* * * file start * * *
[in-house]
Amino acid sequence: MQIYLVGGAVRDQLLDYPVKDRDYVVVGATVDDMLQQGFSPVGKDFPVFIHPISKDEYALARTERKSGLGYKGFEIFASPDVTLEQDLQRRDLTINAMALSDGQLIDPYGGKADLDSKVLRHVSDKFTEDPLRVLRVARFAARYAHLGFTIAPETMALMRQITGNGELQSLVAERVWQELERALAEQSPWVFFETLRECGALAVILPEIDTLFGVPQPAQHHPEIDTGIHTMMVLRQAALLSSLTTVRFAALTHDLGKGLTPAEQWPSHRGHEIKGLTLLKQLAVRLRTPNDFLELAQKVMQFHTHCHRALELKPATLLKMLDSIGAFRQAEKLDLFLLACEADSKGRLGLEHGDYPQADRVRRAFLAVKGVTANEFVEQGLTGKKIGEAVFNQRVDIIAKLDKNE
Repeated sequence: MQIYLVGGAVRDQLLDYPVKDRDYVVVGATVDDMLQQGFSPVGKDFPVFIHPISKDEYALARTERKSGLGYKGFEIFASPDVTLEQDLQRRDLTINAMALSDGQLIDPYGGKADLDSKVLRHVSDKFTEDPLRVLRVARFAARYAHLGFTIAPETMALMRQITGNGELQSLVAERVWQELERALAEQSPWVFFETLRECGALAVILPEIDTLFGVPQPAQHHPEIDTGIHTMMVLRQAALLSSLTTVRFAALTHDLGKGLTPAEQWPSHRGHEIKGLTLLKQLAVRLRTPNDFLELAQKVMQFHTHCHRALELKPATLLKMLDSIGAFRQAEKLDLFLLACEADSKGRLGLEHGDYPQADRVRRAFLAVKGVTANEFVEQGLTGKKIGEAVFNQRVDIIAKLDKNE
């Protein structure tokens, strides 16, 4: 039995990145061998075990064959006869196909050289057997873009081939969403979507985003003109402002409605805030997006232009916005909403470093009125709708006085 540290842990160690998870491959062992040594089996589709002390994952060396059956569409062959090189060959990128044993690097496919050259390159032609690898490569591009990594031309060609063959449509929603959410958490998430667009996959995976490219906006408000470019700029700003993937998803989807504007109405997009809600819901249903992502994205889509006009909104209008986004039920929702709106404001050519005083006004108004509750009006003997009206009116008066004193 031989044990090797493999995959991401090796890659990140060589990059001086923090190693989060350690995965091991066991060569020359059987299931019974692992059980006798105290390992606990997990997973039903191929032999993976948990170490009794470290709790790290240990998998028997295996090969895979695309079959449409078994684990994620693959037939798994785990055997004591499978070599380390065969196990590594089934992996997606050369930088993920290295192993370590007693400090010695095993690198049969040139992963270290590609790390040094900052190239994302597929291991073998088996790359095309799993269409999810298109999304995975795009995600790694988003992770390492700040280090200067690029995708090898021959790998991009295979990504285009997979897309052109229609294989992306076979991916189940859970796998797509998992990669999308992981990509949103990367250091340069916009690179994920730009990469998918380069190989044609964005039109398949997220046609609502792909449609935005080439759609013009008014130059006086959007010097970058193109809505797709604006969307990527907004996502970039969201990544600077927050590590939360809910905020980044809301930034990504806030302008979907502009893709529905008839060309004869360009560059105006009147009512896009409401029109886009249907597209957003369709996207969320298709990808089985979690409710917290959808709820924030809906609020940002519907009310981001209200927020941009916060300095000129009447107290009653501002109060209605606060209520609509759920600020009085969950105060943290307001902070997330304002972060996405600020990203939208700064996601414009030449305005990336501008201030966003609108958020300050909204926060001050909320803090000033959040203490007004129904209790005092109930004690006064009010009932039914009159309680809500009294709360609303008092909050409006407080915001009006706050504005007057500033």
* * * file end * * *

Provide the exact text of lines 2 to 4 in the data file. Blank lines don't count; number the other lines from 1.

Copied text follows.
Amino acid sequence: MQIYLVGGAVRDQLLDYPVKDRDYVVVGATVDDMLQQGFSPVGKDFPVFIHPISKDEYALARTERKSGLGYKGFEIFASPDVTLEQDLQRRDLTINAMALSDGQLIDPYGGKADLDSKVLRHVSDKFTEDPLRVLRVARFAARYAHLGFTIAPETMALMRQITGNGELQSLVAERVWQELERALAEQSPWVFFETLRECGALAVILPEIDTLFGVPQPAQHHPEIDTGIHTMMVLRQAALLSSLTTVRFAALTHDLGKGLTPAEQWPSHRGHEIKGLTLLKQLAVRLRTPNDFLELAQKVMQFHTHCHRALELKPATLLKMLDSIGAFRQAEKLDLFLLACEADSKGRLGLEHGDYPQADRVRRAFLAVKGVTANEFVEQGLTGKKIGEAVFNQRVDIIAKLDKNE
Repeated sequence: MQIYLVGGAVRDQLLDYPVKDRDYVVVGATVDDMLQQGFSPVGKDFPVFIHPISKDEYALARTERKSGLGYKGFEIFASPDVTLEQDLQRRDLTINAMALSDGQLIDPYGGKADLDSKVLRHVSDKFTEDPLRVLRVARFAARYAHLGFTIAPETMALMRQITGNGELQSLVAERVWQELERALAEQSPWVFFETLRECGALAVILPEIDTLFGVPQPAQHHPEIDTGIHTMMVLRQAALLSSLTTVRFAALTHDLGKGLTPAEQWPSHRGHEIKGLTLLKQLAVRLRTPNDFLELAQKVMQFHTHCHRALELKPATLLKMLDSIGAFRQAEKLDLFLLACEADSKGRLGLEHGDYPQADRVRRAFLAVKGVTANEFVEQGLTGKKIGEAVFNQRVDIIAKLDKNE
């Protein structure tokens, strides 16, 4: 039995990145061998075990064959006869196909050289057997873009081939969403979507985003003109402002409605805030997006232009916005909403470093009125709708006085 540290842990160690998870491959062992040594089996589709002390994952060396059956569409062959090189060959990128044993690097496919050259390159032609690898490569591009990594031309060609063959449509929603959410958490998430667009996959995976490219906006408000470019700029700003993937998803989807504007109405997009809600819901249903992502994205889509006009909104209008986004039920929702709106404001050519005083006004108004509750009006003997009206009116008066004193 031989044990090797493999995959991401090796890659990140060589990059001086923090190693989060350690995965091991066991060569020359059987299931019974692992059980006798105290390992606990997990997973039903191929032999993976948990170490009794470290709790790290240990998998028997295996090969895979695309079959449409078994684990994620693959037939798994785990055997004591499978070599380390065969196990590594089934992996997606050369930088993920290295192993370590007693400090010695095993690198049969040139992963270290590609790390040094900052190239994302597929291991073998088996790359095309799993269409999810298109999304995975795009995600790694988003992770390492700040280090200067690029995708090898021959790998991009295979990504285009997979897309052109229609294989992306076979991916189940859970796998797509998992990669999308992981990509949103990367250091340069916009690179994920730009990469998918380069190989044609964005039109398949997220046609609502792909449609935005080439759609013009008014130059006086959007010097970058193109809505797709604006969307990527907004996502970039969201990544600077927050590590939360809910905020980044809301930034990504806030302008979907502009893709529905008839060309004869360009560059105006009147009512896009409401029109886009249907597209957003369709996207969320298709990808089985979690409710917290959808709820924030809906609020940002519907009310981001209200927020941009916060300095000129009447107290009653501002109060209605606060209520609509759920600020009085969950105060943290307001902070997330304002972060996405600020990203939208700064996601414009030449305005990336501008201030966003609108958020300050909204926060001050909320803090000033959040203490007004129904209790005092109930004690006064009010009932039914009159309680809500009294709360609303008092909050409006407080915001009006706050504005007057500033």